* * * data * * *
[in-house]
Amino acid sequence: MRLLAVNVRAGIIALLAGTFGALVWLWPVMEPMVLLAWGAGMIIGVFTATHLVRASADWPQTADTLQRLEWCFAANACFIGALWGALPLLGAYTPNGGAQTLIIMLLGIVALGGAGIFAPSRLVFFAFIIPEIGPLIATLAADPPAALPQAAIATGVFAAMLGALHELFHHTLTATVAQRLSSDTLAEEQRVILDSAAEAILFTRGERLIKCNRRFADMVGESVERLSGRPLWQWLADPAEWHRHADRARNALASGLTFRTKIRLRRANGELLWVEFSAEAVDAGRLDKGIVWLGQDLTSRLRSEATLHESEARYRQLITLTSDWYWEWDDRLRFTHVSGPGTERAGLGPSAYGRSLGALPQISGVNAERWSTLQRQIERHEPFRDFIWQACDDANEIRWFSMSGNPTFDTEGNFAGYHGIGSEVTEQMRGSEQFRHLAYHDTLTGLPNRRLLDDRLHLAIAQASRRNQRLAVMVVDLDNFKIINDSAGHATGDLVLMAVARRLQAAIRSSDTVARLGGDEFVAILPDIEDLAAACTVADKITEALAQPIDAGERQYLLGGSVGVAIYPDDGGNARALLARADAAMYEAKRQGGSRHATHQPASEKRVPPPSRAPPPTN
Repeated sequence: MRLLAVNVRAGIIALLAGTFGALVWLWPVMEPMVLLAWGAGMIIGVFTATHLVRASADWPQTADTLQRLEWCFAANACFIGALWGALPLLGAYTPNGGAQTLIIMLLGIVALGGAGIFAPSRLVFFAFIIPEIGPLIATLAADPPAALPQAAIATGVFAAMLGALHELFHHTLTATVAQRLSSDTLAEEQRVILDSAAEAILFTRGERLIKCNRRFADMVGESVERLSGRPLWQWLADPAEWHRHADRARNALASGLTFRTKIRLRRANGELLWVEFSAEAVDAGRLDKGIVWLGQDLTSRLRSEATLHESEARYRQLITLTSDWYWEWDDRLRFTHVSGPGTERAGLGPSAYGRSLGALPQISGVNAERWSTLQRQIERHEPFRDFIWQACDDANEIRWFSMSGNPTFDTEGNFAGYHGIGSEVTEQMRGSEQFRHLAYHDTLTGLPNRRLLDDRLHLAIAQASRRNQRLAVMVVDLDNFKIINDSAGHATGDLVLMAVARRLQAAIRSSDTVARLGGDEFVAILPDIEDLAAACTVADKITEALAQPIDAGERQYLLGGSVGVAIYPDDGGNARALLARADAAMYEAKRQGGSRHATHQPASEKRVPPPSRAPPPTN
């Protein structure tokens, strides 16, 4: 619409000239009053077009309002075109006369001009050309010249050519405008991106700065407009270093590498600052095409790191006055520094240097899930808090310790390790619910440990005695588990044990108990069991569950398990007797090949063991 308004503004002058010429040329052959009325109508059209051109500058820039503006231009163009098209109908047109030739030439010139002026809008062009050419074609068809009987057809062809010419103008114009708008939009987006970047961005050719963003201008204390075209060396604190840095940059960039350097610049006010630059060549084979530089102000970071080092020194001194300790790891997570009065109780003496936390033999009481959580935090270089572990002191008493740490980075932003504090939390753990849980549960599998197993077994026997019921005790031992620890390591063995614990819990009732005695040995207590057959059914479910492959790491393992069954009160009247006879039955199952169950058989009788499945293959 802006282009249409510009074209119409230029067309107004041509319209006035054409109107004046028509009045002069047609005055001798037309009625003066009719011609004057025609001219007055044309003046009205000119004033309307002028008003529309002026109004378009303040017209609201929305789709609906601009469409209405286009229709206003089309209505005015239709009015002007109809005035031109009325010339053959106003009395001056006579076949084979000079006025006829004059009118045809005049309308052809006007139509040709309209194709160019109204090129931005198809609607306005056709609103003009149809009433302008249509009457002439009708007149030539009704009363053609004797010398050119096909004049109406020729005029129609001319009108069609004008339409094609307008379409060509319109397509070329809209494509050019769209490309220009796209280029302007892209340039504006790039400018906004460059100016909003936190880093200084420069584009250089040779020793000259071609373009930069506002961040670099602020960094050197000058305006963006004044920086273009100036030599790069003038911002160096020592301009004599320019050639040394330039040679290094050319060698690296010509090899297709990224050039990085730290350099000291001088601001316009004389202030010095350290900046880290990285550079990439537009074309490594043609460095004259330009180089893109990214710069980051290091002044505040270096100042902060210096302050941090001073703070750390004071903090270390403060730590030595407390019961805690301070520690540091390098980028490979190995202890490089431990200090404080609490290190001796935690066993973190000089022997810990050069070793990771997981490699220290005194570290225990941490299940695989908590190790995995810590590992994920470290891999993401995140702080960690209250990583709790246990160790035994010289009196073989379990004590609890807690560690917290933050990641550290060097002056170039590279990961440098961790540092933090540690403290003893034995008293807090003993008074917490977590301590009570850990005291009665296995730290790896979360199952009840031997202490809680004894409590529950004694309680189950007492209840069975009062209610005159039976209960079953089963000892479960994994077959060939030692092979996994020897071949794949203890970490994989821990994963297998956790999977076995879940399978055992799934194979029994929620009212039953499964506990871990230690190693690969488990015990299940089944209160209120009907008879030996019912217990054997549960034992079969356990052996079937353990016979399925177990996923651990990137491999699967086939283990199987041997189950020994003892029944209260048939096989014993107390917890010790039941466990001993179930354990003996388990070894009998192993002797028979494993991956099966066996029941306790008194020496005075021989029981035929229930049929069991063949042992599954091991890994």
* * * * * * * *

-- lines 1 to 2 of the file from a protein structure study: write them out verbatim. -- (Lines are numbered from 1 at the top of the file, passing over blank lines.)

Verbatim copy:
[in-house]
Amino acid sequence: MRLLAVNVRAGIIALLAGTFGALVWLWPVMEPMVLLAWGAGMIIGVFTATHLVRASADWPQTADTLQRLEWCFAANACFIGALWGALPLLGAYTPNGGAQTLIIMLLGIVALGGAGIFAPSRLVFFAFIIPEIGPLIATLAADPPAALPQAAIATGVFAAMLGALHELFHHTLTATVAQRLSSDTLAEEQRVILDSAAEAILFTRGERLIKCNRRFADMVGESVERLSGRPLWQWLADPAEWHRHADRARNALASGLTFRTKIRLRRANGELLWVEFSAEAVDAGRLDKGIVWLGQDLTSRLRSEATLHESEARYRQLITLTSDWYWEWDDRLRFTHVSGPGTERAGLGPSAYGRSLGALPQISGVNAERWSTLQRQIERHEPFRDFIWQACDDANEIRWFSMSGNPTFDTEGNFAGYHGIGSEVTEQMRGSEQFRHLAYHDTLTGLPNRRLLDDRLHLAIAQASRRNQRLAVMVVDLDNFKIINDSAGHATGDLVLMAVARRLQAAIRSSDTVARLGGDEFVAILPDIEDLAAACTVADKITEALAQPIDAGERQYLLGGSVGVAIYPDDGGNARALLARADAAMYEAKRQGGSRHATHQPASEKRVPPPSRAPPPTN